Summarize the following scientific literature


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do not copy from the paper and use your own words!!! Summarize it using your own words!

i need minimum 600 words for the summary. include all the requirements below!

plagiarism is not allowed. should use own words

  1. Read the paper from the primary scientific literature assigned to your lab section. Write a few paragraphs summarizing the paper. Write in full sentences with attention to spelling, grammar, and good writing style. Write the summary in your own words; do not copy and paste from the paper or use quotes. Be sure to include the following in your paragraph.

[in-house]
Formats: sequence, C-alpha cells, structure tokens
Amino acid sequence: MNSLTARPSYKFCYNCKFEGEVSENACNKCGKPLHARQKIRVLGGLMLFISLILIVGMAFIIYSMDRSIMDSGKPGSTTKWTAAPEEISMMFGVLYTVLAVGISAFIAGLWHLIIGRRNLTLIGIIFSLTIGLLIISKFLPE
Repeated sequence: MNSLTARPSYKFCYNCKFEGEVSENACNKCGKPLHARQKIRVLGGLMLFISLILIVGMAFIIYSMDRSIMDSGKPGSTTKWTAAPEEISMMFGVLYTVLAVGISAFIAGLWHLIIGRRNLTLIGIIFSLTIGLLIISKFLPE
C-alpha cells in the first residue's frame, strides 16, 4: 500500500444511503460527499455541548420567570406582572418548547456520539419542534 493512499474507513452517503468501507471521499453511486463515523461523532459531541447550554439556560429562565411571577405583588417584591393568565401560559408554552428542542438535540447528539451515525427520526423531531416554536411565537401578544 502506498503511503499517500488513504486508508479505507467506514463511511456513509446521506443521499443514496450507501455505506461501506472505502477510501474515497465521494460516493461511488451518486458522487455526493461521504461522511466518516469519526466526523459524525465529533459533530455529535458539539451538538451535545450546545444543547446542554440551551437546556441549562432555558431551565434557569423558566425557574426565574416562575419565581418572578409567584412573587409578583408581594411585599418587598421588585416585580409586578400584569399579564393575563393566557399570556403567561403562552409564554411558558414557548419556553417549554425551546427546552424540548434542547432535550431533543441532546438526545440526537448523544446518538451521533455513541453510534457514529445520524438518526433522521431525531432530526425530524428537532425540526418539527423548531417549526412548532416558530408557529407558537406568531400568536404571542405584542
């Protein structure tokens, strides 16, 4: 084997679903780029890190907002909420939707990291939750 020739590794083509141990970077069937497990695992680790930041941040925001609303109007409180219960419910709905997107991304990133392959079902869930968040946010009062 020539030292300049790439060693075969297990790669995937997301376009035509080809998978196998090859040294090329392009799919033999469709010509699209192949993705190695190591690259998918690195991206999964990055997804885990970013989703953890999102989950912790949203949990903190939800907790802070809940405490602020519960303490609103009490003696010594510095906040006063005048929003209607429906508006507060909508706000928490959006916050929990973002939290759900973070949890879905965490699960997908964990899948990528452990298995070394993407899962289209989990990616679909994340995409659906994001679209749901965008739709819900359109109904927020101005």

1. Background information (4 pts.)
  2. The authors’ purpose/goal/question (4 pts.)
  3. Brief methodology (4 pts.)
  4. Results of the study (4 pts.)
  5. Conclusions (4 pts.)

Do not copy from the paper or the internet or it will n\be considered plagiarism.